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cold setting

Posted: 14 Dec 2015, 10:46pm
by cyclop
Has anyone cold set a steel frame.Looks easy enough according to sheldon brown.I,m wanting to go from 5 to 7speed freewheel i.e.120mm to 126mm and don,t want to simply spring the rear triangle.Any experience of doing this welcome.

Re: cold setting

Posted: 14 Dec 2015, 11:34pm
by phil parker
Yes, I have, numerous times, mainly on 531 frames, also 525, 520 & 501 - I have never had a problem. Some frames and steel material will not cold set (753, I think) so please consider?

I do have a set of drop-out alignment tools, but they are not really necessary, just a confidence booster as well as confirmation if other problems arise. I used to use a car scissor jack and you do have to extend up to 2" beyond your final measurement before the chain stays spring back to their new position, but, needless to say, you must do this in smaller increments first and determine the spring back final measurement. There is also a simple method to ensure triangular symmetry if required? (I can advise)

Good luck!

Re: cold setting

Posted: 15 Dec 2015, 5:52am
by cyclop
Thanks for the confidence booster.The frame is a "Maurizio"-Fausto Coppi model,possibly 50,s,with no indication of tube type.By triangular symettry,do you mean the dropouts being equidistant from the centre line after setting and,if so,is the string method shown by sheldon brown good enough?

Re: cold setting

Posted: 15 Dec 2015, 7:31am
by [XAP]Bob
Yes, then check the dropouts - they should be parallel as well, again Sheldon is quite clear :)

Re: cold setting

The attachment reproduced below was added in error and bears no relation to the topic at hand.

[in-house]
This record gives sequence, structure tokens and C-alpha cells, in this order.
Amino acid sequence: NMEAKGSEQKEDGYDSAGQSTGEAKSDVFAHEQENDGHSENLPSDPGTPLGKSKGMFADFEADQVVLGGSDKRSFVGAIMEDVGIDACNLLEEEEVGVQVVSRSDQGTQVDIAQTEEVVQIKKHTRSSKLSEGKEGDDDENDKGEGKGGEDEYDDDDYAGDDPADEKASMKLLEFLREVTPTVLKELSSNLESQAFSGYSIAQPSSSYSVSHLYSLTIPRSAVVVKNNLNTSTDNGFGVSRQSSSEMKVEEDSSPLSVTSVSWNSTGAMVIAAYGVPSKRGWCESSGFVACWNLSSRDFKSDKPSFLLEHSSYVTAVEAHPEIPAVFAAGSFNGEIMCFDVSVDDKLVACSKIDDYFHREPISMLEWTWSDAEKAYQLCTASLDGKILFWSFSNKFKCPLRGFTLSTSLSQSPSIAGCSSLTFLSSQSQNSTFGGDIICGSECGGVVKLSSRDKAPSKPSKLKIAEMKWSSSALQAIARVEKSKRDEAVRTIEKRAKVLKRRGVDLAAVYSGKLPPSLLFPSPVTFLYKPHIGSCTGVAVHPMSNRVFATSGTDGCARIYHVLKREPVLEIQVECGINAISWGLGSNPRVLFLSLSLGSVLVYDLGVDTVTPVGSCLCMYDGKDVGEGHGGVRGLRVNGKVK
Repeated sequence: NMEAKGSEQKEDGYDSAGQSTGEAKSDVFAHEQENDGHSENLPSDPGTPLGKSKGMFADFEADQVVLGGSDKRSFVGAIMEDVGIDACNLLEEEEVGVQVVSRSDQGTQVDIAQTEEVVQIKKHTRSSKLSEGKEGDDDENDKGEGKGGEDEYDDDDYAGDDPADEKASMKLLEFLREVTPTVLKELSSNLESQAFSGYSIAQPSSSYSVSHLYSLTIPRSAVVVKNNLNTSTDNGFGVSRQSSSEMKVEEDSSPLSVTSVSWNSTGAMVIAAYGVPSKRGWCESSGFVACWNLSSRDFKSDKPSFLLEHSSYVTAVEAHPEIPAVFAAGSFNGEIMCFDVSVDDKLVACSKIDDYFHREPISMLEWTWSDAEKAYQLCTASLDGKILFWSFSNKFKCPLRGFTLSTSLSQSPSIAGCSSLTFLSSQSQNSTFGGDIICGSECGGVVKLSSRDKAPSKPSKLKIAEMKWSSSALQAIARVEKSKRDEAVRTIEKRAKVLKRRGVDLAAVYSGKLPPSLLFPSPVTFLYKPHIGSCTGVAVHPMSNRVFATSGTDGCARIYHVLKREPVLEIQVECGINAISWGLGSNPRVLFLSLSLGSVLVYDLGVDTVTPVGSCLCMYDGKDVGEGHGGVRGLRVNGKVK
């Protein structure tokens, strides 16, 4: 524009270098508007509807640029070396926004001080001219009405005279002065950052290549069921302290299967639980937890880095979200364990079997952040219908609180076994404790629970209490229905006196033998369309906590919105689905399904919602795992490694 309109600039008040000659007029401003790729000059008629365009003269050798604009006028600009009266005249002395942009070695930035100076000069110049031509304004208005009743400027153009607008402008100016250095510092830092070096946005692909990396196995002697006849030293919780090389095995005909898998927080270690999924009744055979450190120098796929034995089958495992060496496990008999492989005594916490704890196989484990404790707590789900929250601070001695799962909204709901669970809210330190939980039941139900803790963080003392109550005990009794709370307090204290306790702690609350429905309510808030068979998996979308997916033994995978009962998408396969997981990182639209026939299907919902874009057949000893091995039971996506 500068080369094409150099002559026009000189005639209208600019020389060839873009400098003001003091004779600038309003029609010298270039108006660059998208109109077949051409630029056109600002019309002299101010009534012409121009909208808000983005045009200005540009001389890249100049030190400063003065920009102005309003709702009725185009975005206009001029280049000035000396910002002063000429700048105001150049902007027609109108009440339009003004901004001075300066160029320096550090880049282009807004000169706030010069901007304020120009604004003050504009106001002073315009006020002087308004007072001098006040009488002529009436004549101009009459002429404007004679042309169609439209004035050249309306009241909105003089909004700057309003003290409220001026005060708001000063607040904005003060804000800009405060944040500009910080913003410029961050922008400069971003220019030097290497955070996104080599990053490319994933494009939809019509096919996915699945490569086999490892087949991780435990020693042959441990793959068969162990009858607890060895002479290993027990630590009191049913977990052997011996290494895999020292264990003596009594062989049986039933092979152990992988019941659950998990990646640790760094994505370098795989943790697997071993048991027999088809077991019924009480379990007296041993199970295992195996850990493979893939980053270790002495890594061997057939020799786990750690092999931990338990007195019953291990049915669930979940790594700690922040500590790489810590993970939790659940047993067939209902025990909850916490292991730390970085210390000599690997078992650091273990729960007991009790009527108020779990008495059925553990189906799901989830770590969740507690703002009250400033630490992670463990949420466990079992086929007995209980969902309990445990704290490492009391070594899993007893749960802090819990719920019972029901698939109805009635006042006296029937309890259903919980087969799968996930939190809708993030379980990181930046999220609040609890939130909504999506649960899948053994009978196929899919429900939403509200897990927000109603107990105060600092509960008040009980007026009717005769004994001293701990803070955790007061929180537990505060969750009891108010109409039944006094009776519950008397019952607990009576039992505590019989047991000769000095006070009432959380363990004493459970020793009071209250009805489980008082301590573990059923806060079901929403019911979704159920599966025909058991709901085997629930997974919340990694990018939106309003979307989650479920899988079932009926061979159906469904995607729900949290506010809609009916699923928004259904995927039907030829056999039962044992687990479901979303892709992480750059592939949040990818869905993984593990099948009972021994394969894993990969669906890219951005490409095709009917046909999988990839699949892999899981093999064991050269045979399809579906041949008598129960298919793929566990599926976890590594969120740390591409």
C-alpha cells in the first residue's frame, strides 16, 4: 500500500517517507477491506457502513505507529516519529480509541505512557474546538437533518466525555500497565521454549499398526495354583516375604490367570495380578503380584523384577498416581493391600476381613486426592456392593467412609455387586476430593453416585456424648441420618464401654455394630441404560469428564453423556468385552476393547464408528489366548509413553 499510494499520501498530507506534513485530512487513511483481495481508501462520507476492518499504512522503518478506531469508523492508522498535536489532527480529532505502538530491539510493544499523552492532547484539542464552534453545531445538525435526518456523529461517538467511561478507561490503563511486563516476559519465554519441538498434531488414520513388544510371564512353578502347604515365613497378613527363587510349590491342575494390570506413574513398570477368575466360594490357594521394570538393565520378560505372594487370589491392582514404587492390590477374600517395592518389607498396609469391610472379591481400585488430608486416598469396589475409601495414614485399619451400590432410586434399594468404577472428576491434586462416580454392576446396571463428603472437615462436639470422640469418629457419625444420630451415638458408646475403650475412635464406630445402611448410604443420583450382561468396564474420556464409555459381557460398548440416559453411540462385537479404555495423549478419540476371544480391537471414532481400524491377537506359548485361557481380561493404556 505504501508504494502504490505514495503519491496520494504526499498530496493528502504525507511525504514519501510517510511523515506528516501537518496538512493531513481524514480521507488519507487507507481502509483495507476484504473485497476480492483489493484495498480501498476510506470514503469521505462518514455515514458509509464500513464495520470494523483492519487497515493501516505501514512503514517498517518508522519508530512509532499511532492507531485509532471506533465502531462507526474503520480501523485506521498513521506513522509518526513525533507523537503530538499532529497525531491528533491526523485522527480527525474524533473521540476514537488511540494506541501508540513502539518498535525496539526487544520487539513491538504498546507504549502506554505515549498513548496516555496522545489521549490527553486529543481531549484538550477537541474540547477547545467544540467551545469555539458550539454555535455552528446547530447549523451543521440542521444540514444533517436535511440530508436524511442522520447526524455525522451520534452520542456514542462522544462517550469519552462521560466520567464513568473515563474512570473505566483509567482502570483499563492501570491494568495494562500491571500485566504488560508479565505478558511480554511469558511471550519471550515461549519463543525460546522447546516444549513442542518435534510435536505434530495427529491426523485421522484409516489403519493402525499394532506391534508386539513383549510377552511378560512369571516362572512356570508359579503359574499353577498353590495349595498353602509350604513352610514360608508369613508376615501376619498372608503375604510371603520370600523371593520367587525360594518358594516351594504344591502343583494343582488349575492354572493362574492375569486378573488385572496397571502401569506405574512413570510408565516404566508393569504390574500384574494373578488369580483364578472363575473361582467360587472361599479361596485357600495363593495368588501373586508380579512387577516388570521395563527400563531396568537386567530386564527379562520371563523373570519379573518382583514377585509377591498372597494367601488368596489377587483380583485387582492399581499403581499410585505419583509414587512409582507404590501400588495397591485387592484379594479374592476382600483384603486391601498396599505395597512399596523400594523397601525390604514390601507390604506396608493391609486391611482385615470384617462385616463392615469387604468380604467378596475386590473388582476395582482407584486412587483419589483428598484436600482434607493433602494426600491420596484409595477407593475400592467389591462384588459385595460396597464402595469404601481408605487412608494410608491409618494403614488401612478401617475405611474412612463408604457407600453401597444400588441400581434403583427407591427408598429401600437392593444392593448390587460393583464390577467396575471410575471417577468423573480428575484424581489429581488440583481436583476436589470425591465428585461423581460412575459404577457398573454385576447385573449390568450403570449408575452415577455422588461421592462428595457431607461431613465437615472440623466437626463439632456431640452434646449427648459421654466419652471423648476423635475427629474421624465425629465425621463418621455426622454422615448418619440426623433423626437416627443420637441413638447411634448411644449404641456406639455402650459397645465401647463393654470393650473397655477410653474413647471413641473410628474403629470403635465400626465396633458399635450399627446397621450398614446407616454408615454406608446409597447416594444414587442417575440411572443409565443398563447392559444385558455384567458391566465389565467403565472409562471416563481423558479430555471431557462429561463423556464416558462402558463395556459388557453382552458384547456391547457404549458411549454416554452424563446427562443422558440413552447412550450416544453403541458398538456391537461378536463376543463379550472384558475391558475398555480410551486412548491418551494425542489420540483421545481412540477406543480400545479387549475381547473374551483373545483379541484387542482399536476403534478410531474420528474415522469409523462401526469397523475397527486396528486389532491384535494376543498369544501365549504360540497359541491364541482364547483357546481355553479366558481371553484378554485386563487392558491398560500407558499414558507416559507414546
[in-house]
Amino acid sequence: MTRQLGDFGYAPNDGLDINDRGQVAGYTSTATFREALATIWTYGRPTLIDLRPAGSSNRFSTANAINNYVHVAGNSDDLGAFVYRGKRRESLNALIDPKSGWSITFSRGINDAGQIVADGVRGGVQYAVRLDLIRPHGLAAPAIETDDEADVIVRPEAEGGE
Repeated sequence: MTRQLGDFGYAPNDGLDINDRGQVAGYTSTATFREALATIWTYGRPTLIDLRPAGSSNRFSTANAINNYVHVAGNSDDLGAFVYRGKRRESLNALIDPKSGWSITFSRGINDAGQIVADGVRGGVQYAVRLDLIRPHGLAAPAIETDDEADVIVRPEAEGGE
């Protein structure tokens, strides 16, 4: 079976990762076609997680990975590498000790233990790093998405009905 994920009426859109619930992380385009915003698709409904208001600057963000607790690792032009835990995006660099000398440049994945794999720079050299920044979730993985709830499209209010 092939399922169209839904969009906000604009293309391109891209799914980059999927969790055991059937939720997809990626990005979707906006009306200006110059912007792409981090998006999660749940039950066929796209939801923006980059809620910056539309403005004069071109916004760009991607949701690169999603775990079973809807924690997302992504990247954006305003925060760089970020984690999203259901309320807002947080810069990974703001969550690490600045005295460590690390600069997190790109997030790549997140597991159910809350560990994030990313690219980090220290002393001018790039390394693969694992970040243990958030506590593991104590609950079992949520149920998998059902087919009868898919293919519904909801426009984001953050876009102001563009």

Posted: 15 Dec 2015, 8:04am
by phil parker
I've not read Sheldon for a while,but I've no doubt his method will be good enough!

I use a known straight edge (which can even be a new broom handle, but I use a long spirit level that I have) and place against the head stock and the seat tube at such an angle that it passes the inside of the drop out - and measure the distance between dropout and straight edge. Then place the straight edge on the other side of head stock and seat tube and measure the distance to the dropout etc.

As mentioned above, the dropouts should be parallel, which I do with alignment tools, but can probably be done fairly accurately be eye.

Re: cold setting

Posted: 15 Dec 2015, 8:12am
by 531colin
First job is to check the frame is straight now.....
I prefer to pull out one dropout at a time, if you put a jack between the dropouts there is no guarantee they will come out evenly, particularly if the right chainstay has a dent to clear the chainwheel.
Lay the frame on the floor with supports (eg fencepost) under the seat tube and head tube, stand on the seat tube and pull the first dropout until you have 123mm, then pull the other one to 126mm.....or use Sheldon's lever method.
Then check the dropout alignment, and re-check the frame alignment.
On the other hand, springing a steel frame a small amount doesn't seem to be a problem anyway.

Re: cold setting

Posted: 15 Dec 2015, 8:15am
by Mick F
I didn't like Sheldon's idea, so I did it with my own method.